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Observe, too, that this and the other poetical speeches of this incarnate demon are not mere ornaments of the poet's fancy, but explain his character, and describe his situation more briefly and effectually than any other words could have done. In this play, and in the Midsummer Night's Dream, all Eden is unlocked before us, and the whole treasury of natural and supernatural beauty poured out profusely, to the delight of all our faculties. We dare not trust ourselves with quotations; but we refer to those plays generally-to the forest scenes in 'As You Like it—the rustic parts of the Winter's Tale-several entire scenes in Cymbeline and in Romeo and Juliet-and many passages in all the other plays—as illustrating this love of nature and natural beauty of which we have been speaking—the

power it had over the poet, and the power it imparted to him. Who else would have thought, on the very threshold of treason and midnight murder, of bringing in so sweet and rural an image at the portal of that blood-stained castle?

This guest of summer,
The temple-haunting martlet, does approve
By his loved masonry that heaven's breath
Smells wooingly here. No jutting frieze,
Buttress, nor coigne of vantage, but this bird

Has made his pendent bed, and procreant cradle. Nor is this brought in for the sake of an elaborate contrast between the peaceful innocence of this exterior, and the guilt and horrors that are to be enacted within. There is no hint of any such

suggestion, but it is set down from the pure love of nature and reality-because the kindled mind of the poet brought the whole scene before his eyes, and he painted all that he saw in his vision. The same taste predominates in that emphatic exhortation to evil, where Lady Macbeth says,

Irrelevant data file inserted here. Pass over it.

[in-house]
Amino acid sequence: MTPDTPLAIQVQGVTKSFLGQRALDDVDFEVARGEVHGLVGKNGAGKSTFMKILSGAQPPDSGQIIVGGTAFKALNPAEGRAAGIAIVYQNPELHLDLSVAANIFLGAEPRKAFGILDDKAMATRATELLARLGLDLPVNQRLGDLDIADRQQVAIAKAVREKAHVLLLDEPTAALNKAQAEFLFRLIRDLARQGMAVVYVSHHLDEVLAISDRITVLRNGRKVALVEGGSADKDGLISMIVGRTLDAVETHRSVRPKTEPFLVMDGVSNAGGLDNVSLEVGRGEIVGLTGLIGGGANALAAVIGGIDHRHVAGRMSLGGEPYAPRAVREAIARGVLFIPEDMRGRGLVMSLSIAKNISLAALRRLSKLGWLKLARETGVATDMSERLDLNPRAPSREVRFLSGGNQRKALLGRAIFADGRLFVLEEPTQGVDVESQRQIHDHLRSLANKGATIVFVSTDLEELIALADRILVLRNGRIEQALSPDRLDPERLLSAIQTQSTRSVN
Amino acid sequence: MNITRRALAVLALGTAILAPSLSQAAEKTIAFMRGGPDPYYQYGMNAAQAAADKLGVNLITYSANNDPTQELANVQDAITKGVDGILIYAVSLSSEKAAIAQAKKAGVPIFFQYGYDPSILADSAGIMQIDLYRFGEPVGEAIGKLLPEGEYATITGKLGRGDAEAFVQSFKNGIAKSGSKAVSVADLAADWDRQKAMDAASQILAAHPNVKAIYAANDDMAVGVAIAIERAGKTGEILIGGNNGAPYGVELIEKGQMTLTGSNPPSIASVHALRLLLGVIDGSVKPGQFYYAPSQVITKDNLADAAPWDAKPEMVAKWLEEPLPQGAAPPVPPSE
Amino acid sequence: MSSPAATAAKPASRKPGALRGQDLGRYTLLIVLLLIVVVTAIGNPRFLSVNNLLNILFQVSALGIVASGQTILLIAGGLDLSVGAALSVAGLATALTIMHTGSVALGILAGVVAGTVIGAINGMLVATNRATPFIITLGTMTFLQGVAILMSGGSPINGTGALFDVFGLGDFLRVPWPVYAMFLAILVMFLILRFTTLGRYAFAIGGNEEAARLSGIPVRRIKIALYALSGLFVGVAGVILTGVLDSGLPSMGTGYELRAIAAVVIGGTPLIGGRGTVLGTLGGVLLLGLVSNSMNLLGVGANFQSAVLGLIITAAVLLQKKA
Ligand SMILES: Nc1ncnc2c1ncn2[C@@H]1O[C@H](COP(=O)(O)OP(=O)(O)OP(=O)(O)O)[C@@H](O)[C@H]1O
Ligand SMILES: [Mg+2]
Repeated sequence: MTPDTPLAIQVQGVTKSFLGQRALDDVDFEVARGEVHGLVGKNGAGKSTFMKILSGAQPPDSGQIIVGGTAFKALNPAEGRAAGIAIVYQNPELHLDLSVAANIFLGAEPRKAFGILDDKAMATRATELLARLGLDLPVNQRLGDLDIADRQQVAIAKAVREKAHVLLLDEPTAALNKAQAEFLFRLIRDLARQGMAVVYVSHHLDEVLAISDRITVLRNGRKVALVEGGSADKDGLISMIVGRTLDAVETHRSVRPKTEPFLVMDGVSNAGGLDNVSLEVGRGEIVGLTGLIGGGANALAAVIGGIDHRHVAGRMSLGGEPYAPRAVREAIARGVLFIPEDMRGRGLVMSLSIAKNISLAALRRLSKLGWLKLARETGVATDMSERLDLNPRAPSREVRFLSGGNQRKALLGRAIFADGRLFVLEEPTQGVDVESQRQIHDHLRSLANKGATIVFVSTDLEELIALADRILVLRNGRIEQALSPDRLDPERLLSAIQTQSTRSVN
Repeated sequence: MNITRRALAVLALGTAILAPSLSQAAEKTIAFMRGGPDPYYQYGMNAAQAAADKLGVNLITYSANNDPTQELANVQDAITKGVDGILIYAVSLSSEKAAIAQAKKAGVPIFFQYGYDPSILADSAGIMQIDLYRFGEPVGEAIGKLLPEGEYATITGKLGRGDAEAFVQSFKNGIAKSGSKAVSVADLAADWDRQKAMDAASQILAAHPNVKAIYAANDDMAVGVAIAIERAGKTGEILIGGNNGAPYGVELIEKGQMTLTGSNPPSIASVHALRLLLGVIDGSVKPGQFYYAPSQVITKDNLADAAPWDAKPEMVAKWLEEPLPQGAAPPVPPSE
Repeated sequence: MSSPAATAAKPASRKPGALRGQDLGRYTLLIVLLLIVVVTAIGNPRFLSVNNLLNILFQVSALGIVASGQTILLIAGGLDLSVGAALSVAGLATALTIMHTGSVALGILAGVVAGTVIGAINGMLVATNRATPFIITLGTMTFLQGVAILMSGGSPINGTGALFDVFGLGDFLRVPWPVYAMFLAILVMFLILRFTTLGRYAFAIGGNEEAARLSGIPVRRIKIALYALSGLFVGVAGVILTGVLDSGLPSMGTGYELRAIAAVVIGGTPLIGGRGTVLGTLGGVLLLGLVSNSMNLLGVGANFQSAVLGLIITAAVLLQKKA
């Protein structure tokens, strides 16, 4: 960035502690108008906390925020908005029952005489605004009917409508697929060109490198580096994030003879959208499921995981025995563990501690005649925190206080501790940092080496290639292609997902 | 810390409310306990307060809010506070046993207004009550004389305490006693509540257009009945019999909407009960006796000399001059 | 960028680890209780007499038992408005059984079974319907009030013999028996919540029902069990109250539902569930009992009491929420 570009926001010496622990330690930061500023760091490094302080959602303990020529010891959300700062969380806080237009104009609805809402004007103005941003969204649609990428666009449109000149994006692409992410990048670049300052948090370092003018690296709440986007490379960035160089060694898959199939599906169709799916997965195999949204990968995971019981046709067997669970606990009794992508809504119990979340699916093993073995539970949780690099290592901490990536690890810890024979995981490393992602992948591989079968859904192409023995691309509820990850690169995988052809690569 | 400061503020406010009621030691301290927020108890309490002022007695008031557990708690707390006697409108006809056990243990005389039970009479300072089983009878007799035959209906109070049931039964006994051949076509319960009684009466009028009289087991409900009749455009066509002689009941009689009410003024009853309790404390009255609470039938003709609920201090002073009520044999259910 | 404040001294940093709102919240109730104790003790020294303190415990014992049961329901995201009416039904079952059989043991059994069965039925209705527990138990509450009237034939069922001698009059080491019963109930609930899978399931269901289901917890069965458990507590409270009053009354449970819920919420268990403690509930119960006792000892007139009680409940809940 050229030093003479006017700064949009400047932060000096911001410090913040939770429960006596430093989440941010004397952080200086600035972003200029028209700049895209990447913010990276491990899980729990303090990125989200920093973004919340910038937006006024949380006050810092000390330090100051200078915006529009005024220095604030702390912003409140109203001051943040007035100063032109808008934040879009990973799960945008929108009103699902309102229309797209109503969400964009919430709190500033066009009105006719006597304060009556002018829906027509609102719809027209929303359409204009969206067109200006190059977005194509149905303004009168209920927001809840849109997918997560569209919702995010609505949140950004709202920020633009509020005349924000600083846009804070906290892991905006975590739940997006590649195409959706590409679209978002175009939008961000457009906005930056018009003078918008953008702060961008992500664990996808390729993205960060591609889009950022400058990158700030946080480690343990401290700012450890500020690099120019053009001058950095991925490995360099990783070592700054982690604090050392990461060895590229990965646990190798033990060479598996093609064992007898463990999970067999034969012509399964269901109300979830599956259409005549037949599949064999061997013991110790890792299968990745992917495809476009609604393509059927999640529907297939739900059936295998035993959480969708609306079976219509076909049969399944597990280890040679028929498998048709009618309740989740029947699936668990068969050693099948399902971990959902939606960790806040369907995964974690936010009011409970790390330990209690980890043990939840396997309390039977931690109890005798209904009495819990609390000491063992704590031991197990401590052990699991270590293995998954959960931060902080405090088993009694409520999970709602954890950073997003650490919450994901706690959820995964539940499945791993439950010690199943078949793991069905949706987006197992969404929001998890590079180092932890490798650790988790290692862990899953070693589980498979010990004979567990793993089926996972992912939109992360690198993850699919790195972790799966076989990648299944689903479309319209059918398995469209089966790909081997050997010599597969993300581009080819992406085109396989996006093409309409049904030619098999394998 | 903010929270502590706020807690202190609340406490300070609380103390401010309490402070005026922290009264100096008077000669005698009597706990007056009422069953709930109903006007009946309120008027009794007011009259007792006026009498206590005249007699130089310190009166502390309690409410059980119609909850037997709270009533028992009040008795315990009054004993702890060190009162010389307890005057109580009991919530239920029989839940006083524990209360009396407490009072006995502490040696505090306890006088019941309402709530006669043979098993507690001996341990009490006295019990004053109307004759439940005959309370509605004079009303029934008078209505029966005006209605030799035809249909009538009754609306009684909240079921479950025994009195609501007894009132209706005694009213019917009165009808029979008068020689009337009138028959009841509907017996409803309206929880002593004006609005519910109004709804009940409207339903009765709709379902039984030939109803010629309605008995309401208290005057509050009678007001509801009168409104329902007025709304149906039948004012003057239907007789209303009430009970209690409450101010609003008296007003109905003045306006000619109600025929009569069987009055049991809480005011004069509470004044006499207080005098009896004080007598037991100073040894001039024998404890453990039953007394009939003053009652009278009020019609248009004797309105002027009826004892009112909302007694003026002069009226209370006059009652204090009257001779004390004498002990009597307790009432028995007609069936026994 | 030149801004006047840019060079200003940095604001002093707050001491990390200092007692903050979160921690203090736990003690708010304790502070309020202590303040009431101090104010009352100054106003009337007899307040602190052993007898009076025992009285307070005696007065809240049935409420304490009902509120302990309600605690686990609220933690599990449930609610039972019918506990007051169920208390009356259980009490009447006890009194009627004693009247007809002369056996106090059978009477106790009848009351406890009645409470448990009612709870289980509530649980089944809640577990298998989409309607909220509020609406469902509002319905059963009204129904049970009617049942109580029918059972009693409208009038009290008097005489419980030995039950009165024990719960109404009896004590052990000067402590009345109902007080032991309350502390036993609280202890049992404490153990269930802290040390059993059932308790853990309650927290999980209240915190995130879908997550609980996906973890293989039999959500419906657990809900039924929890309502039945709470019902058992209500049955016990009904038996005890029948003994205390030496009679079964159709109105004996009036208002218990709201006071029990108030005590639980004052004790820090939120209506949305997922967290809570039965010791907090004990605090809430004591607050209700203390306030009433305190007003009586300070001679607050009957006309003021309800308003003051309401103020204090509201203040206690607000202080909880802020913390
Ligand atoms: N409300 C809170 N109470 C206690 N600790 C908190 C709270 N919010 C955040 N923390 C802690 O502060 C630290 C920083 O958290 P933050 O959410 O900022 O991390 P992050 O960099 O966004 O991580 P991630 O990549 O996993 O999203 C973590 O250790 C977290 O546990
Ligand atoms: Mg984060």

Look like the innocent flower,
But be the serpent under it.

And in that proud boast of the bloody Richard

But I was born so high :
Our
aery

buildeth in the cedar's top,
And dallies with the wind, and scorns the sun.

The same splendour of natural imagery, brought simply and directly to bear upon stern and repulsive passions, is to be found in the cynic rebukes of Apemantus to Timon.

Will these moist trees That have outlived the eagle, page thy heels, And skip when thou point'st out? will the cold brook, Candied with ice, caudle thy morning taste To cure thine o'er-night's surfeit? No one but Shakspeare would have thought of putting this noble picture into the taunting address of a snappish misanthrope—any more than the following into the mouth of a mercenary murderer:

Their lips were four red roses on a stalk,
And in their summer beauty kissed each other.

Or this delicious description of concealed love into that of a regretful and moralizing parent.

But he, his own affection's counsellor,
Is to himself so secret and so close,
As is the bud bit with an envious worm,
Ere he can spread his sweet leaves to the air,

Or dedicate his beauty to the sun. And yet all these are so far from being unnatural, that they are no sooner put where they are than we feel their beauty and effect, and acknowledge our obligations to that exuberant genius which alone could thus throw out graces and attractions where there seemed to be neither room nor call for them. In the same spirit of prodigality, he puts this rapturous and passionate exaltation of the beauty of Imogen into the mouth of one who is not even a lover :